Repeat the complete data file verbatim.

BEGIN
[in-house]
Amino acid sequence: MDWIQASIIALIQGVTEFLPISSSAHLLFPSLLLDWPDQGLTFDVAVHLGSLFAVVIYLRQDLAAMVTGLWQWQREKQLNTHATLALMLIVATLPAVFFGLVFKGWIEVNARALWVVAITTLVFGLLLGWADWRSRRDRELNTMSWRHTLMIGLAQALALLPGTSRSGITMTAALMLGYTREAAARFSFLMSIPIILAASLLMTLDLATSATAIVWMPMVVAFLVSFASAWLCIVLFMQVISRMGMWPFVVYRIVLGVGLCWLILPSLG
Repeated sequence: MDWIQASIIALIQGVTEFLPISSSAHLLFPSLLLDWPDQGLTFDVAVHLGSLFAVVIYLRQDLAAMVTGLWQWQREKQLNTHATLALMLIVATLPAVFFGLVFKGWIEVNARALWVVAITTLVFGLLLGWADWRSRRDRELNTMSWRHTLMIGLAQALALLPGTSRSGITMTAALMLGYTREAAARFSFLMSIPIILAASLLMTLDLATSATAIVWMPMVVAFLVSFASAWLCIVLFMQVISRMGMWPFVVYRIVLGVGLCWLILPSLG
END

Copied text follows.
[in-house]
Amino acid sequence: MDWIQASIIALIQGVTEFLPISSSAHLLFPSLLLDWPDQGLTFDVAVHLGSLFAVVIYLRQDLAAMVTGLWQWQREKQLNTHATLALMLIVATLPAVFFGLVFKGWIEVNARALWVVAITTLVFGLLLGWADWRSRRDRELNTMSWRHTLMIGLAQALALLPGTSRSGITMTAALMLGYTREAAARFSFLMSIPIILAASLLMTLDLATSATAIVWMPMVVAFLVSFASAWLCIVLFMQVISRMGMWPFVVYRIVLGVGLCWLILPSLG
Repeated sequence: MDWIQASIIALIQGVTEFLPISSSAHLLFPSLLLDWPDQGLTFDVAVHLGSLFAVVIYLRQDLAAMVTGLWQWQREKQLNTHATLALMLIVATLPAVFFGLVFKGWIEVNARALWVVAITTLVFGLLLGWADWRSRRDRELNTMSWRHTLMIGLAQALALLPGTSRSGITMTAALMLGYTREAAARFSFLMSIPIILAASLLMTLDLATSATAIVWMPMVVAFLVSFASAWLCIVLFMQVISRMGMWPFVVYRIVLGVGLCWLILPSLG